Dean was not heard identifying himself as police on the video, and Interim Police Chief Ed Kraus said there was no sign Dean or the other officer who responded even knocked on the front door.
"Nobody looked at this video and said that there's any doubt that this officer acted inappropriately," Kraus said.
Earlier in the day, Jefferson's family had demanded that Dean, a member of the force for 1½ years, be fired and arrested.
"Why this man is not in handcuffs is a source of continued agitation for this family and for this community," family attorney Lee Merritt said.
Police went to Jefferson's home about 2:25 a.m. after a neighbor called a non-emergency line to report a door ajar. In a statement over the weekend, the department said officers saw someone near a window inside the home and that one of them drew his gun and fired after "perceiving a threat."
The video showed Dean shouting, "Put your hands up! Show me your hands!" and immediately firing.
Jefferson was staying up late, playing video games with her nephew, when she was killed, according to the family's attorney.
As for what, exactly, led Dean to open fire, the police chief said: "I cannot make sense of why she had to lose her life." The chief said Dean resigned without talking to internal affairs investigators.
The video included images of a gun inside a bedroom. Kraus said he did not know whether Jefferson was holding the weapon. But he said the mere fact she had a gun shouldn't be considered unusual in Texas.
"We're homeowners in Texas," the police chief said. "Most of us, if we thought we had somebody outside our house that shouldn't be and we had access to a firearm, we would be acting very similarly to how she was acting." Kraus said that, in hindsight, releasing the images of the weapon was "a bad thing to do."
Mayor Betsy Price called the gun "irrelevant."
"Atatiana was in her own home, caring for her 8-year-old nephew. She was a victim," Price said.
Texas has had a "castle doctrine" law on the books since 2007 that gives people a stronger legal defense to use deadly force in their homes. The law was backed at the time by the National Rifle Association and is similar to "stand your ground" measures across the U.S. that say a person has no duty to retreat from an intruder.
Fort Worth is about 30 miles (50 kilometers) west of Dallas, where another high-profile police shooting occurred last year.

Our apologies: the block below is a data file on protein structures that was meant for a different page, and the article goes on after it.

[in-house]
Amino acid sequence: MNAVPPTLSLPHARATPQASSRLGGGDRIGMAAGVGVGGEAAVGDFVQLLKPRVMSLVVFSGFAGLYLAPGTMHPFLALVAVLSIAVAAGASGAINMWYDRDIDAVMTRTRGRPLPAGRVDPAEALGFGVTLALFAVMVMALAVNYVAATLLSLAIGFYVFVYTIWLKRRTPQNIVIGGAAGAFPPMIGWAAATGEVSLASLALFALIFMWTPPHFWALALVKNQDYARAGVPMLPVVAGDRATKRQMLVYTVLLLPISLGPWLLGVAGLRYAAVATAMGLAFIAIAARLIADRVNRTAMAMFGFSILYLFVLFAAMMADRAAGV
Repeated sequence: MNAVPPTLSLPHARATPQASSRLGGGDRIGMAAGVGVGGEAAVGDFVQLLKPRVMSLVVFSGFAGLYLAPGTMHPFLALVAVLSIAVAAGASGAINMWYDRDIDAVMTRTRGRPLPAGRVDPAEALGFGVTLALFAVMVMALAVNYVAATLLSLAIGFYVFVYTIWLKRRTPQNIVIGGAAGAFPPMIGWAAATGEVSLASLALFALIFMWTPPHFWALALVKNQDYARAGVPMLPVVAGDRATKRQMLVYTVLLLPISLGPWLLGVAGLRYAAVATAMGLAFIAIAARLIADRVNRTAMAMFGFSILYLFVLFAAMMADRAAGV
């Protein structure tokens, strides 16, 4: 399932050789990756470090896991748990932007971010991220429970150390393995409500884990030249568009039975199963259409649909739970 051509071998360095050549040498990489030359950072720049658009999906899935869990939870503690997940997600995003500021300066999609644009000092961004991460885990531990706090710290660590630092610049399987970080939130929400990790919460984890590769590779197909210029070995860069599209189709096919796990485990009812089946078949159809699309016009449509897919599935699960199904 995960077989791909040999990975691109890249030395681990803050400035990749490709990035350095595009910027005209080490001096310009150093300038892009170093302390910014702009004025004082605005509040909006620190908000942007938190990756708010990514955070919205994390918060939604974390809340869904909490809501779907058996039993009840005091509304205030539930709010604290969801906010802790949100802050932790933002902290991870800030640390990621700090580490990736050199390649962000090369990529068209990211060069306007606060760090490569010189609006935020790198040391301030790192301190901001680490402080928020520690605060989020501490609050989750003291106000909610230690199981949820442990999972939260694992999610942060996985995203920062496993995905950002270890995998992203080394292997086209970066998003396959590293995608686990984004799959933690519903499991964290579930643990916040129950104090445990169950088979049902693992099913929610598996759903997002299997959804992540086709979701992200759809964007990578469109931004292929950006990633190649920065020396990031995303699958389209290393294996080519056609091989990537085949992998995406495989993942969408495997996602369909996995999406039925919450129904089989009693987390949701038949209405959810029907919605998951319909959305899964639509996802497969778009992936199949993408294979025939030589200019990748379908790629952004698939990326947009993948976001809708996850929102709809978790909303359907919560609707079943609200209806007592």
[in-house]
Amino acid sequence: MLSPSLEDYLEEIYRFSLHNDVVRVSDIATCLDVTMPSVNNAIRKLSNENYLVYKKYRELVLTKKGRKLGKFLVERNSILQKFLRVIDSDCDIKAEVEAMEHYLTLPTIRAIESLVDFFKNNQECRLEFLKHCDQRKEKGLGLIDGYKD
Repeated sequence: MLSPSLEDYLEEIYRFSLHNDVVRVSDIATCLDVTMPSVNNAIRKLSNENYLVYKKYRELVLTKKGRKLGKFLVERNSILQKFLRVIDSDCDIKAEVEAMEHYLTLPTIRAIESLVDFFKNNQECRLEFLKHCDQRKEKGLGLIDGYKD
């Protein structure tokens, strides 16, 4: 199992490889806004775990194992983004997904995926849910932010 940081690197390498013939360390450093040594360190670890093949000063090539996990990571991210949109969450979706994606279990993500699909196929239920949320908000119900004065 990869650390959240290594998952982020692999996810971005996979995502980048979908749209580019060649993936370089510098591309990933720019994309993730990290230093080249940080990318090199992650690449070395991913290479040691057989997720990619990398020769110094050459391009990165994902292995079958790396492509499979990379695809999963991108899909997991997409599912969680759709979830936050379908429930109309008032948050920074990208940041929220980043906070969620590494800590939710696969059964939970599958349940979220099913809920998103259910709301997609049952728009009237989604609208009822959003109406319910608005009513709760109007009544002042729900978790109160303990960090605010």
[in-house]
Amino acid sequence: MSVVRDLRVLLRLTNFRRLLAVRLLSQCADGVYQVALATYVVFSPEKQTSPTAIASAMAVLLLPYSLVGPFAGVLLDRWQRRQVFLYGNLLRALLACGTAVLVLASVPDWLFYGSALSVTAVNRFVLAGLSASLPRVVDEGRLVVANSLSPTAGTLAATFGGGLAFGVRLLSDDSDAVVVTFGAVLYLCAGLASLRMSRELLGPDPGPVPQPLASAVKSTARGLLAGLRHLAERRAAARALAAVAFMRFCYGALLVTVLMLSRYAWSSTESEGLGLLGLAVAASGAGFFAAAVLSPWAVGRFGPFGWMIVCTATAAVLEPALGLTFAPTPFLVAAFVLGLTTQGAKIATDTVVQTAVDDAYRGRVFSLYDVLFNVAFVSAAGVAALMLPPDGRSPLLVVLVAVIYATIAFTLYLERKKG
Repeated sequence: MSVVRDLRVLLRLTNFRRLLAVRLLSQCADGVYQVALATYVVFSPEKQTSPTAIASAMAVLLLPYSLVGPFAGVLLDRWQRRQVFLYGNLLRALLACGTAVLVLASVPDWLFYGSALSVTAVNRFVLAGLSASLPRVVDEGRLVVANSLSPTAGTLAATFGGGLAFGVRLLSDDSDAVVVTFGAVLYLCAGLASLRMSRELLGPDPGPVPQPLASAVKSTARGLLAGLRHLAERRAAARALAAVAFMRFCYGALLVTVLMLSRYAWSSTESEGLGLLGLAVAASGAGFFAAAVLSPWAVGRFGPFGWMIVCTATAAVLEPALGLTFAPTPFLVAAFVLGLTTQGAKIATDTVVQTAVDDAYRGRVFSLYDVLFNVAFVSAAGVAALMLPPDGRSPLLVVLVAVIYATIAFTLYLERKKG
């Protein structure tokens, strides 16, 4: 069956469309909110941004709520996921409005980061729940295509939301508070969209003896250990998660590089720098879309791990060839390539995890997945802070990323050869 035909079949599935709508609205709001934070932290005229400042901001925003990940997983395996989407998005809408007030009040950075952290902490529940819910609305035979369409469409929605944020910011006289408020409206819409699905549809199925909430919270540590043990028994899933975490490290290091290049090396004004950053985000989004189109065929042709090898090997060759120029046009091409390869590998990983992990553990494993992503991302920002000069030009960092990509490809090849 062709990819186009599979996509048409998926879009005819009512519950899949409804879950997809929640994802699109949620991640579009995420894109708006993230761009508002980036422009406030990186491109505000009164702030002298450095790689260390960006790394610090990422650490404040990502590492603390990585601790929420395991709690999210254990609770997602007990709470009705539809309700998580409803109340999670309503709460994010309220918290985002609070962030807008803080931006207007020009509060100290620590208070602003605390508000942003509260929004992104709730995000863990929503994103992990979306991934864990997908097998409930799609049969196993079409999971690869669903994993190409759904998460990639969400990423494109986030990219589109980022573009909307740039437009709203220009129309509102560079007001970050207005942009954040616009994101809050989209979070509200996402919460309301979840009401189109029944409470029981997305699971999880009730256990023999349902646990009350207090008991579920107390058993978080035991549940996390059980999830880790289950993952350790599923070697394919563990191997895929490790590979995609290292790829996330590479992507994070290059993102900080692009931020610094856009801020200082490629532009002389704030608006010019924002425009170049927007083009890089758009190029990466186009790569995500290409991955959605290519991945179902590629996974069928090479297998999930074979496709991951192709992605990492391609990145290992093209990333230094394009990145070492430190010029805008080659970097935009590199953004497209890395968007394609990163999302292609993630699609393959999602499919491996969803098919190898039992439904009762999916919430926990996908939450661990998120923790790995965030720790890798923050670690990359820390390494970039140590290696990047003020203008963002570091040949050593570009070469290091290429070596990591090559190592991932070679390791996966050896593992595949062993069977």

In that case, white Dallas officer Amber Guyger shot and killed her black neighbor Botham Jean inside his own apartment after Guyger said she mistook his place for her own. Guyger, 31, was sentenced this month to 10 years in prison.
A large crowd gathered outside Jefferson's home Sunday night for a vigil after demonstrations briefly stopped traffic on Interstate 35. A single bullet hole was visible in the window of the single-story, freshly painted purple home, and floral tributes and stuffed animals piled up in the street.
The police chief said Dean could face state charges and that he had submitted a case to the FBI to review for possible federal civil rights charges.
Dean has not yet hired an attorney but will have one provided with financial support from the state's largest police union, the Combined Law Enforcement Associations of Texas, according to Charley Wilkison, executive director.
Relations with the public have been strained after other recent Fort Worth police shootings. In June, the department released footage of officers killing a man who ignored repeated orders to drop his handgun. He was the fourth person Fort Worth police had fired upon in 10 days.
Of the nine officer-involved shootings so far this year in Fort Worth, five targeted African Americans and six resulted in death, according to department data.
Nearly two-thirds of the department's 1,100 officers are white, just over 20% are Hispanic, and about 10% are black. The city of nearly 900,000 people is about 40% white, 35% Hispanic and 19% black.
Calling the shooting "a pivotal moment in our city," the mayor said she was ordering a top-to-bottom review of the police force and vowed to "rebuild a sense of trust within the city and with our police department."
Jefferson was a 2014 graduate of Xavier University in New Orleans and earned a bachelor's degree in biology. She was working in pharmaceutical equipment sales and was considering going to medical school, according to the family's lawyer.